Accor aims to regain power from OTAs
03 NOVEMBER 2014 6:56 AM
Accor brought together 100 analysts, hoteliers, consultants and journalists in London to explain how it now has the operational strength and size to regain bookings ground from OTAs.
LONDON—Last March at the International Hotel Investment Forum in Berlin, Accor’s CEO Sébastien Bazin threw down the gauntlet in the struggle of hotel versus online travel agency, saying his company was in a position to regain ground from such disruptive booking initiatives.
His comment then was that “reclaiming that space is about measurement, risk and pricing. … OTAs are a great innovation, but if you are big enough, and Accor is, you have to control your destinations.”
Jump forward to 30 October, when Accor’s top brass came together in its Sofitel St. James property in London to explain what corner of the boxing ring it has decided to prepare in, with Bazin bouncing onto the stage shoeless and wearing a black T-shirt and jeans.
“I’ve heard this is how tech people give presentations,” he joked.
Alongside him was Deputy CEO Vivek Badrinath, appointed in January from telecommunications company Orange. (Bazin also did not come to the top of Accor through a traditional hotelier route but from private equity company Colony Capital in August 2013.)
Bazin and Badrinath said Accor’s new digital strategy will change mindsets to create a culture of learning, risk-taking and innovation to allow the company to optimize, improve technology platforms and better partnerships with franchises.
Central to that is Accor’s plan to spend €225 million ($284 million) in a four-year digital plan that will enable it to take back bookings share via innovations in loyalty and customer experience and “being outstanding players at every stage of the customer journey,” according to literature given at the London event.
Bazin also announced the purchase of French app-maker Wipolo to help overhaul its app, mobile, website and employee platforms. No purchase price was disclosed.
Bazin said Accor has set the stage for this moment for many years.
“We have already spent €0.5 billion ($0.63 billion) on this in the last 20 years, so we did not have to reinvent the wheel,” he said.
“In this industry, those who master digital will win. We see digital not as a threat but as a massive opportunity,” Bazin said.
“In the 14 months I have been (at Accor), we have split the company into its HotelServices and HotelInvest divisions, underlined our key performance indicators, expanded our brands (this week Accor bought 35% of French design chain Mama Shelter), involved employees and created cash flows,” Bazin added.
Analyst reaction was to note that while €225 million ($284 million) is a lot of money, OTAs such as Booking.com spend far much more than that every year.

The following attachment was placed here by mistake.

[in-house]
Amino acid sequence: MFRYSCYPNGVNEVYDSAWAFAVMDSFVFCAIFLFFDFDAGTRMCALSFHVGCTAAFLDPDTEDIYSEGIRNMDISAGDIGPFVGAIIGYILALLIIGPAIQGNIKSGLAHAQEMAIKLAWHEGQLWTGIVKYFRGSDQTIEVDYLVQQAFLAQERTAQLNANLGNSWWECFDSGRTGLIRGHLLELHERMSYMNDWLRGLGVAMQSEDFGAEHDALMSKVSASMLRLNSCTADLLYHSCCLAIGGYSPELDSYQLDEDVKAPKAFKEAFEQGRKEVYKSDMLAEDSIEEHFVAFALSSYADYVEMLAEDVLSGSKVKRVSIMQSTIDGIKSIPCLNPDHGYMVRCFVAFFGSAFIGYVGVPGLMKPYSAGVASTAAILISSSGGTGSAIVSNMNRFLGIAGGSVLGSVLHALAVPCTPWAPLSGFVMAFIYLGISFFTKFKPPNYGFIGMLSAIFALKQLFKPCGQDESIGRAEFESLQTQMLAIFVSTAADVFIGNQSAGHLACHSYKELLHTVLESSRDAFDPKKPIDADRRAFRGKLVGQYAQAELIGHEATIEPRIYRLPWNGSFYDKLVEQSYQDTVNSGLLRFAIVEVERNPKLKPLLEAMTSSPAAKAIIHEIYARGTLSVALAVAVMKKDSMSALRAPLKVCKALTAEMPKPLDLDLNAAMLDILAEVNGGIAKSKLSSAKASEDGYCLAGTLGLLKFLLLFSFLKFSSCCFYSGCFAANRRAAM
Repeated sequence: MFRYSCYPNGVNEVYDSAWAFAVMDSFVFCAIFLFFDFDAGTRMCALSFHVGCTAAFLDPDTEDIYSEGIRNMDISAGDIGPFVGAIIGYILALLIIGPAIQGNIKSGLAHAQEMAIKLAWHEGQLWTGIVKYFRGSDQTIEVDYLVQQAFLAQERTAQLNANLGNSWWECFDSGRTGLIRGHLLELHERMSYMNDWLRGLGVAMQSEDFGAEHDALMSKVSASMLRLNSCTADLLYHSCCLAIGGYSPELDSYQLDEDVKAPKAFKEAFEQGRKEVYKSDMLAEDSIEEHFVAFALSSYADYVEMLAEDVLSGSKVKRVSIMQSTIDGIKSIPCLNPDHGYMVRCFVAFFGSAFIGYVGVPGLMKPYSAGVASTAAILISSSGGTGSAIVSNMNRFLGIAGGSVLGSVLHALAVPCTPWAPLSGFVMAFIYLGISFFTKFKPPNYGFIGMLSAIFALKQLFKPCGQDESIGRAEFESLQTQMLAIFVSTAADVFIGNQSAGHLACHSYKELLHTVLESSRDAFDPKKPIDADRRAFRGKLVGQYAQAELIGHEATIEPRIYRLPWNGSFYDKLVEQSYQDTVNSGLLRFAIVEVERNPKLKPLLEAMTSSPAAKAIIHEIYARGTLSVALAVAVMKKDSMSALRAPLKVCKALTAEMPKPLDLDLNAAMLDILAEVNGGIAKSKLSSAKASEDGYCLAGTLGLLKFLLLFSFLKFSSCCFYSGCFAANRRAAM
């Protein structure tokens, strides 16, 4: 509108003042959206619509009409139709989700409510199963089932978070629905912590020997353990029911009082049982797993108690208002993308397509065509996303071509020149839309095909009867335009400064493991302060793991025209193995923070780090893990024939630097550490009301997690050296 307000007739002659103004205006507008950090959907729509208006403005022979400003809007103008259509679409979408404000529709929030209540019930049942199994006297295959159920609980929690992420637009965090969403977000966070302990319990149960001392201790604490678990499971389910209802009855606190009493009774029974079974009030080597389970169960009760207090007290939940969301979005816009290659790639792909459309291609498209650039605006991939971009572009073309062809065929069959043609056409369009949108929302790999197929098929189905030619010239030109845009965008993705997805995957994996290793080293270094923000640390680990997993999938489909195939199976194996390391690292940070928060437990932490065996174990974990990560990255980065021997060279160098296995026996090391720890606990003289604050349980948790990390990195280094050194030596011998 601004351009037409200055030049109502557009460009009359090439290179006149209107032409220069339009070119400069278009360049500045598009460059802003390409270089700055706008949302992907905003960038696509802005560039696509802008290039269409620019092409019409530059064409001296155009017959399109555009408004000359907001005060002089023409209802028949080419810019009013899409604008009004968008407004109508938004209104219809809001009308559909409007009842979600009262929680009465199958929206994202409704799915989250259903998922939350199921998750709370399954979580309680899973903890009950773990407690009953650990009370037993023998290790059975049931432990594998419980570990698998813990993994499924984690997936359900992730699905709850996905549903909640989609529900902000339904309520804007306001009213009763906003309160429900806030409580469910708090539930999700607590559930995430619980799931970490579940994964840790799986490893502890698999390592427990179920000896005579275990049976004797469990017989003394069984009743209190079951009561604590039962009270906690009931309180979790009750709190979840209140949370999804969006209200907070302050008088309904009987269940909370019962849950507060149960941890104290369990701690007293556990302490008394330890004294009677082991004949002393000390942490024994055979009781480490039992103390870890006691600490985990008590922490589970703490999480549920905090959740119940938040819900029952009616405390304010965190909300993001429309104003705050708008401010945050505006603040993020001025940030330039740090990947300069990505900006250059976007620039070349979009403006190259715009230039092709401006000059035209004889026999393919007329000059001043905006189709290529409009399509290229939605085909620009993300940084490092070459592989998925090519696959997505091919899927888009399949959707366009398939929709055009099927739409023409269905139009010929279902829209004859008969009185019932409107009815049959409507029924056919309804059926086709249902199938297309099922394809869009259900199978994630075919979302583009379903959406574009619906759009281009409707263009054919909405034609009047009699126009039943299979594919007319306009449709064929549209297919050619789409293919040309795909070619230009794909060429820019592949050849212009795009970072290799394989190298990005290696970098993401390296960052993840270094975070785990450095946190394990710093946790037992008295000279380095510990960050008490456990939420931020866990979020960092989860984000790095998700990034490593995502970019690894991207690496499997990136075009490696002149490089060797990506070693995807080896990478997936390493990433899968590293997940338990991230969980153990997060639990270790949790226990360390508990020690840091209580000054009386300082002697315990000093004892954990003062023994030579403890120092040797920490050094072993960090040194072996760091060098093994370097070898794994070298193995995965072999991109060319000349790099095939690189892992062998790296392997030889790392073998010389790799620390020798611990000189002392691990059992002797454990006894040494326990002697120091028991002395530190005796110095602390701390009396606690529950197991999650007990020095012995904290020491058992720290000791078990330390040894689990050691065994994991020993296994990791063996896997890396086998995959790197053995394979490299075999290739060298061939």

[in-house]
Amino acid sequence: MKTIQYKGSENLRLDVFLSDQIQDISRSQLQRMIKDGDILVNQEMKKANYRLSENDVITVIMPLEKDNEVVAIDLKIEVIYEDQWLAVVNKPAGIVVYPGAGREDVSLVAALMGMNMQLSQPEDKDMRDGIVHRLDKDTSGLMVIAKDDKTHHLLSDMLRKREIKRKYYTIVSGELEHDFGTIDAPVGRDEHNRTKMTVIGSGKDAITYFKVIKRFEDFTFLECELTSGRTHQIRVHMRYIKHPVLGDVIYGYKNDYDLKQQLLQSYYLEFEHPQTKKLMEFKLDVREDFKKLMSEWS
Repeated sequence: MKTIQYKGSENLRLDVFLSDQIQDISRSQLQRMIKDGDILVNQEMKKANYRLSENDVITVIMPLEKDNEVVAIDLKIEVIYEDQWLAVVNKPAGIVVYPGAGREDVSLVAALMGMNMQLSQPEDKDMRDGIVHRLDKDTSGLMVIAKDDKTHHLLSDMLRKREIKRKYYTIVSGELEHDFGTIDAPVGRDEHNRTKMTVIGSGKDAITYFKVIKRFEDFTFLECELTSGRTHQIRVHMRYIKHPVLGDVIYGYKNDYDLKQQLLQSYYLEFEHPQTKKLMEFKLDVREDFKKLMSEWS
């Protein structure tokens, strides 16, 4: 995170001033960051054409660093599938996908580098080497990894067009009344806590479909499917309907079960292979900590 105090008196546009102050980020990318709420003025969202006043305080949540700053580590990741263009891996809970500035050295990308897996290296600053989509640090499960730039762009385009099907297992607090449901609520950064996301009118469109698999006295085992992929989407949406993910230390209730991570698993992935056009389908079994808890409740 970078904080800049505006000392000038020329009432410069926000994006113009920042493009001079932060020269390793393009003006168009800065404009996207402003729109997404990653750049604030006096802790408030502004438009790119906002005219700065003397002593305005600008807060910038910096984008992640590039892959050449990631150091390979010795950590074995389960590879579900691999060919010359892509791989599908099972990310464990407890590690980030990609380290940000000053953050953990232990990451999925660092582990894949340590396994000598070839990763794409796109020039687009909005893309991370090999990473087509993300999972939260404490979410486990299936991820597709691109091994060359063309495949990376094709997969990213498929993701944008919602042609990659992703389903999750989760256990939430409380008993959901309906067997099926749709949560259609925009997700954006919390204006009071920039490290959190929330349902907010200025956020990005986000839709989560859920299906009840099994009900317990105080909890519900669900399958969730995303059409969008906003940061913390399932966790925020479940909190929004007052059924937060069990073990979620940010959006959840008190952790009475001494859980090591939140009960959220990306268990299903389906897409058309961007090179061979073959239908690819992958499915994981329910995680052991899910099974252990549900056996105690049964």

Citi’s James Ainley asked how Accor could fight OTAs when so much hotel money is paid to them in commissions.
On Friday, Expedia, for example, announced third-quarter 2014 profits of $257.1 million, a jump of more than 50% from the same period in 2013.
“Absolutely I still believe OTAs eat too much,” Bazin answered, “but Accor is growing and is in a position to recalculate the value we can provide against that of the OTAs. The investment money will come from HotelServices but mainly benefit franchisees and HotelInvest.”
Bazin was quick to underline that Accor received more plusses from its relationship with the OTAs than negatives, but the percentage of direct bookings needs to upped to what he considers a sensible level.
“Via acquisitions, partnerships and initiatives, we’re making sure we’re at every step of our guests’ booking journeys. We’re investing this money, but in 18 months’ time it all might be adjusted because we are more awake to the threats that will constantly change,” Bazin added.
“These are no longer individual initiatives within silos but companywide,” Bazin said, “but the plan will have challenges, so we need to find the right tempo. This is all about building Accor’s future growth.”
Bazin said he wants Accor to reverse the direct-versus-indirect booking percentage from the current 60/40 figure favoring OTAs.
Locate the threats
Another threat Bazin is aware of is from sharing-economy platforms such as Airbnb.
“Hotels have a solid base from which to adapt, but we had better watch out for these (consumer-to-consumer) models as they will fight back against us. They have affected our margins, but only marginally,” he said.
“For 60 years hotels have only thought in terms of product plus brand, but the Airbnbs think in a completely opposite way. They think customers,” Bazin said.
He said smaller chains and independents have had to fire their commercial directors and stop printing brochures because earnings have dwindled due to OTA commissions and money lost to other disruptive technologies—in his opinion a downward spiral only chains and brands can fight.
“Brands are critical and indispensable. A little while ago brands were 90% of the mindset, but that is not enough today, and if you think you can hide behind government legislation, you are dead,” he said, adding that Accor executives feel no shame in creating yet more brands.
Loyalty far from dead
Bazin underlined that loyalty schemes remain at the heart of the struggle.
“Loyalty is still massively important,” he said, adding that within it is opportunity to increase the percentage (currently 24%) of loyalty program guests booking direct.
Badrinath said Accor’s distribution system sees one reservation every 1.2 seconds, but the company needs better to “stitch our offering across our 40 million database with information that is not shared as much as it should be.”
“Of our initial investment, 40% will be offensive, 60% defensive,” Badrinath said, adding that 55% would be capital expenditure, and 45% operational expenditure.